Introduction: S-117

About: I am a junior in college and a part-time maker.

I am taking a prototyping class in college where i'm learning about the processes behind designing products. For my final project I was asked to create a prototype product that is interactive in a significant way. I decided to make a cosplay costume piece based on Master Chief from Halo. For this project you will need:

1. A 3D model of your desired helmet

2. A computer with 123DMake from Auto-desk

3. Bondo car body putty

4. Card-stock (lots of it)

5. Craft foam to line the helmet

6. Paint of your choice and modge-podge

7. A laser cutter (scissors can be used instead)

8. Paint scrapers, 1 to 1.5 inches

9. Orbital sander and/or dremel

9. Hot glue gun

Optional: Visor to place over eye cut out to create a face-plate.

Step 1: Creating Papercraft Model

First you need to generate the paper craft plans to print on card-stock. To do this import your 3D model to 123DMake. I have attached the model that I used. Under manufacturing settings, create a new material and fill out the menu with the specifications for your card-stock. Make sure to select this material after it's created. Under object size, adjust the dimensions to accommodate your head size. Select folded panels as the construction technique. You can increase the number of vertices and/or face count to decrease the blockiness of your paper-craft model. Keep in mind that the more faces/vertices used, the more rounded the helmet will look; but increasing these numbers will also increase the number of pieces/folds you will need to make int eh next step. Using the Add/Remove Seams tool, you will need to select edges on the model to create panels or edit panels, until the entire model is blue. Once the model is blue, click the button next to "Get Plans" on the left menu. Export the panel plans as a PDF to your computer.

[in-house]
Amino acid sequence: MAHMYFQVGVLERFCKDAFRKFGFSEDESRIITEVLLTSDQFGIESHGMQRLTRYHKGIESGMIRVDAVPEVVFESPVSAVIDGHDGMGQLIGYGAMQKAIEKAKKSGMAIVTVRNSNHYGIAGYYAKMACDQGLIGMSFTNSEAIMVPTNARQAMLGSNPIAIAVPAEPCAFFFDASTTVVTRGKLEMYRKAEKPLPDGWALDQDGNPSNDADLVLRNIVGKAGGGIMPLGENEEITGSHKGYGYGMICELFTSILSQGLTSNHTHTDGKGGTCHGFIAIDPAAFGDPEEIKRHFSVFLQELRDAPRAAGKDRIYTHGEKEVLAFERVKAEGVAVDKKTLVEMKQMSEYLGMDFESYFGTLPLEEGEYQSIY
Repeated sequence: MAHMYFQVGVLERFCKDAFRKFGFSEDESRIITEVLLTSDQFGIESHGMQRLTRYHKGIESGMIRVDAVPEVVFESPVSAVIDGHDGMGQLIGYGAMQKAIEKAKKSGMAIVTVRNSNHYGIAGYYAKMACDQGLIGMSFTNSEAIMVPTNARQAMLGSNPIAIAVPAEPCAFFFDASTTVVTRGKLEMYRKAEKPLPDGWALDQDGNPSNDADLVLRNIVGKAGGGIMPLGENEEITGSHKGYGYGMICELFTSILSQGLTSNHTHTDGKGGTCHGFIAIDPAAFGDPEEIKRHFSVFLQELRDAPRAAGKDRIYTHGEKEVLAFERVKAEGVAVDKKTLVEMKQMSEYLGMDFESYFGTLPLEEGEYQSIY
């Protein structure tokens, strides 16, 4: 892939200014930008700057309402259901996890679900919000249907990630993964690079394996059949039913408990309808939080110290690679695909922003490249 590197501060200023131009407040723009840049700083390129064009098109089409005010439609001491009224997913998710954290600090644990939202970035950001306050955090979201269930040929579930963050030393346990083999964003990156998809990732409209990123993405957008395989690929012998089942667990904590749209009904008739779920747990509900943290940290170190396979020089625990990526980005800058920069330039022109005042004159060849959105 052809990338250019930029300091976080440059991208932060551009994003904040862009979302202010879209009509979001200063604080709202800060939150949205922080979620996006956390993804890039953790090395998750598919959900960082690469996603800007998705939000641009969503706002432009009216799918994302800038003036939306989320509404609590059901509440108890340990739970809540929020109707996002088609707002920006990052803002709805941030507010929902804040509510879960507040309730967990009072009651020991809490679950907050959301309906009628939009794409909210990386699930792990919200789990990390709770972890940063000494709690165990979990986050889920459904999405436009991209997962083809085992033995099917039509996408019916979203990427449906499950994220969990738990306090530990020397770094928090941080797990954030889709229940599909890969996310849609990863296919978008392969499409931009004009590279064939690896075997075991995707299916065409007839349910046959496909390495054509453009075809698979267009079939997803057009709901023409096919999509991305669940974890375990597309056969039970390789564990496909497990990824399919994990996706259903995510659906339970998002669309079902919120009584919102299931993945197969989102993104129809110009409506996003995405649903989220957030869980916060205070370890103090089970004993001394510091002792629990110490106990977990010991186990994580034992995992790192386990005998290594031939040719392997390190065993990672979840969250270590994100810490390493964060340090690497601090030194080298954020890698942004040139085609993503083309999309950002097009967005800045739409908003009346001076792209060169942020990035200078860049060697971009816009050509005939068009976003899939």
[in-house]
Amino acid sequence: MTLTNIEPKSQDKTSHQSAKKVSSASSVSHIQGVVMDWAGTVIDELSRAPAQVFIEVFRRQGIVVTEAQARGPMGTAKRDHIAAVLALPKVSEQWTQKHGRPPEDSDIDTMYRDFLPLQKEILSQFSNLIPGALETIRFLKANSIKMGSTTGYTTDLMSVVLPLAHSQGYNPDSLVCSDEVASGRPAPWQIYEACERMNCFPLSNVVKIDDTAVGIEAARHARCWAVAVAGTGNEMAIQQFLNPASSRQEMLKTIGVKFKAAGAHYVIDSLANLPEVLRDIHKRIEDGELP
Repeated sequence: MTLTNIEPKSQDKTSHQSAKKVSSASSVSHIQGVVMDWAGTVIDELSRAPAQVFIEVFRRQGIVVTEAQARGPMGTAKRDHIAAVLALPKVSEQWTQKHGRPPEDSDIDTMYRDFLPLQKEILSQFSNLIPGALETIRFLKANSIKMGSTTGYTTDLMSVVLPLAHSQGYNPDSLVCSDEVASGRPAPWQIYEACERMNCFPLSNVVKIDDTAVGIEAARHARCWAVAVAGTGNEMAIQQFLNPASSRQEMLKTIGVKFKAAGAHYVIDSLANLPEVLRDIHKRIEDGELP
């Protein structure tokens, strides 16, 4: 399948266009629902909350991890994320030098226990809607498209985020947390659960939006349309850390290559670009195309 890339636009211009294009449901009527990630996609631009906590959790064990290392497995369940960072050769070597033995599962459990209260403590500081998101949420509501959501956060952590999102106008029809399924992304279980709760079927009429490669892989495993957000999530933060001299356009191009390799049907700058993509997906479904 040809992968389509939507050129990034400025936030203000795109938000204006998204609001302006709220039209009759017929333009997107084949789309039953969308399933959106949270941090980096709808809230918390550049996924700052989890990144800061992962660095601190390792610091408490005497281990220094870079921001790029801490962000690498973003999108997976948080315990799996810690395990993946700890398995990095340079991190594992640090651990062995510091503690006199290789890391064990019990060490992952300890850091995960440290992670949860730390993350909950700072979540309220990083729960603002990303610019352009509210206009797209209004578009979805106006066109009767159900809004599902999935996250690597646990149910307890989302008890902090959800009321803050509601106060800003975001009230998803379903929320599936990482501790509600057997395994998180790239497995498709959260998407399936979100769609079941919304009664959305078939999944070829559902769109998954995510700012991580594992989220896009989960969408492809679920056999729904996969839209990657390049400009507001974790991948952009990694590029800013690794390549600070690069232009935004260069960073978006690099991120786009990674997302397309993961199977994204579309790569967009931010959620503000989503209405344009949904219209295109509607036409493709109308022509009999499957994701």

Step 2: Print, Cut and Assemble

Next you're going to need to print out your panels. One way is print out the PDF from the last step and cut each panel out by hand with scissors. Make sure to only cut solid lines, as the dotted lines are folding guides. I used a laser cutter for this part. To laser cut your panels, import each page of the PDF into Inkscape and then print them using the laser printer. If you have not used a laser printer before make sure someone helps supervise you for this step. Tape the panels together according to the model rendering in 123DMake using tape. I would advise folding each dotted line in both directions first to expedite this process. Also, you may find it easier to tape edges together after cutting the tiny tabs off first.

Step 3: Bondo